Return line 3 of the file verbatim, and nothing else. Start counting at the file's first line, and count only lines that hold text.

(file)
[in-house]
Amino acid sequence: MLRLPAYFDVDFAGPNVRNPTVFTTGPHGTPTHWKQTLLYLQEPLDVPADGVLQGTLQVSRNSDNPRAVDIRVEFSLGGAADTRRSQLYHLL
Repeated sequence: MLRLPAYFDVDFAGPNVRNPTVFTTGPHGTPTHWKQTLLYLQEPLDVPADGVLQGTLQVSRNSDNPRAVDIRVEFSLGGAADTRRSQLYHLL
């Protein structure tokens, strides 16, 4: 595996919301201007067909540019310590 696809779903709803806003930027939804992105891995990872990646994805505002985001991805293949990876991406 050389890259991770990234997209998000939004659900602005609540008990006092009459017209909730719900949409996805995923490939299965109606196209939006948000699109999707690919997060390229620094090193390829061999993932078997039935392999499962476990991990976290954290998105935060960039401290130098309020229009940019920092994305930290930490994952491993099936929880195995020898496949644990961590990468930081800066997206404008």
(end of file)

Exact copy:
Repeated sequence: MLRLPAYFDVDFAGPNVRNPTVFTTGPHGTPTHWKQTLLYLQEPLDVPADGVLQGTLQVSRNSDNPRAVDIRVEFSLGGAADTRRSQLYHLL